August 2012
Volume 12, Issue 9
Free
Vision Sciences Society Annual Meeting Abstract  |   August 2012
The Structure of Optical Flow for Figure-Ground Segregation
Author Affiliations
  • Stephan Tschechne
    Inst. f. Neural Information Processing, Ulm University
  • Heiko Neumann
    Inst. f. Neural Information Processing, Ulm University
Journal of Vision August 2012, Vol.12, 242. doi:10.1167/12.9.242
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      Stephan Tschechne, Heiko Neumann; The Structure of Optical Flow for Figure-Ground Segregation. Journal of Vision 2012;12(9):242. doi: 10.1167/12.9.242.

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      © ARVO (1962-2015); The Authors (2016-present)

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Abstract

Introduction: Patterns of accretion and deletion of visual structure are indicative of ordinal depth structure along motion boundaries [Gibson et al., Perception & Psychophysics 5, 1969]. We propose a neurally inspired model that derives ordinal depth order by analyzing spatio-temporal configurations of optic flow patterns at and the motion of kinetic boundaries.

Method: A neural model architecture is proposed that detects and spatially integrates motion signals in accordance with cortical stages V1 and MT. Changes in flow pattern characteristics (flow discontinuities or speed and direction changes) are detected in model MST using a mechanism to signal boundary orientations. Furthermore, we suggest that neural mechanisms exist that are sensitive to register secondary motion features, ie. that of moving kinetic boundaries. Activity of such kinetic boundary movement in combination with signals from model MST are used to generate border ownership signals which can be interpreted as likelihoods of a contour that belongs to a surface in a certain direction. An integration process operating at lower spatial resolution provides feedback to the border ownership signal and allows Gestalt-like grouping of boundary pairs with opposite ownership direction tags.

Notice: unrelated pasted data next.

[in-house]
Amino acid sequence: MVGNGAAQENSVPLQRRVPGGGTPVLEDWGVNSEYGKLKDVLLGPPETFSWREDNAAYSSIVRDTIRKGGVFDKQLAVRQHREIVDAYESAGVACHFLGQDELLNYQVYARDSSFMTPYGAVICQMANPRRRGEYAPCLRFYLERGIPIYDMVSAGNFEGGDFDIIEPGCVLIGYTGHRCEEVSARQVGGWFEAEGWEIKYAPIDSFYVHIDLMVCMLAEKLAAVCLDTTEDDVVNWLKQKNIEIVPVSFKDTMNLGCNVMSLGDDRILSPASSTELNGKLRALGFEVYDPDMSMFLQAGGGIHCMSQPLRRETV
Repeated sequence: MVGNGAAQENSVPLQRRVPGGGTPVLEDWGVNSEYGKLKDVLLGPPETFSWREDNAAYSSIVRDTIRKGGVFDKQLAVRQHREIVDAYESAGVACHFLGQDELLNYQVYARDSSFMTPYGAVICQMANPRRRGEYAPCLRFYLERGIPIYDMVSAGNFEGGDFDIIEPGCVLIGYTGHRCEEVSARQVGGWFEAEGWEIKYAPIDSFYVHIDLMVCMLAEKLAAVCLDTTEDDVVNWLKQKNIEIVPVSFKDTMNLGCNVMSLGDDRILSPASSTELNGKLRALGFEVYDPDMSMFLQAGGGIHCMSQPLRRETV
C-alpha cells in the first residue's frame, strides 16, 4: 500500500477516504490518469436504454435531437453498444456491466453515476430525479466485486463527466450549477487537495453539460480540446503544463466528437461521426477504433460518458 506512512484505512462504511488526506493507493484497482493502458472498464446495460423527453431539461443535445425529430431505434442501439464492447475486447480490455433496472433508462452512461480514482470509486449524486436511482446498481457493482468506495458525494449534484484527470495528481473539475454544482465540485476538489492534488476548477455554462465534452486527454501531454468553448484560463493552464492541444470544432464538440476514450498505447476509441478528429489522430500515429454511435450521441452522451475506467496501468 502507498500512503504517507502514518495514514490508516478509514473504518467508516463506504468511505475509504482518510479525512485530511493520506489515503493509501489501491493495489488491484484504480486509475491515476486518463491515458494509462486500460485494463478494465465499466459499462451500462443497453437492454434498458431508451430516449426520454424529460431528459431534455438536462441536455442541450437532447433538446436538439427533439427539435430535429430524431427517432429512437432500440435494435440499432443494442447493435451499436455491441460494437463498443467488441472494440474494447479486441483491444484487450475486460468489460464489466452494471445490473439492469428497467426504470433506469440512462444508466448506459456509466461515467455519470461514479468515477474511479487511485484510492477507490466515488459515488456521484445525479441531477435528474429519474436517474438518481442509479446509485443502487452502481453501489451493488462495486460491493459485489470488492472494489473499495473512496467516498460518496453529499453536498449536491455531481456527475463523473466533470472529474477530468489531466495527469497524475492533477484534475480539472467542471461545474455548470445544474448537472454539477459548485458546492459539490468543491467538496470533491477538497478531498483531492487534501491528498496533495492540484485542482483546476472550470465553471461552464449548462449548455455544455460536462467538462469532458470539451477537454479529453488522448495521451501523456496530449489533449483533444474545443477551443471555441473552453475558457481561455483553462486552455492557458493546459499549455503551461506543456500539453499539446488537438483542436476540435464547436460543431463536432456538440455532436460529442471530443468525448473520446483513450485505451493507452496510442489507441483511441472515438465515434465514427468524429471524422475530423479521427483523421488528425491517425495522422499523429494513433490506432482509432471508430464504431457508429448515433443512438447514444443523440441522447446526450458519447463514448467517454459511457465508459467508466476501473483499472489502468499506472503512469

Results: We probed our model with various artificial scenes and with a benchmark consisting of real-world sequences [Stein & Hebert, IJCV 82, 2009]. The model generates stable border ownership signals from interactions of the hierarchical stages of the model. We particularly demonstrate that inconsistencies in the movement of kinetic boundaries compared to the surrounding (discontinuous) flow pattern lead to perceptual ambiguities.

Conclusion: Our proposed model shows that local depth structure can be computed by local neural mechanisms in a distributed fashion. We show that local estimation of motion gradient and movement of kinetic boundaries is sufficient to estimate ordinal depth structure.

Meeting abstract presented at VSS 2012

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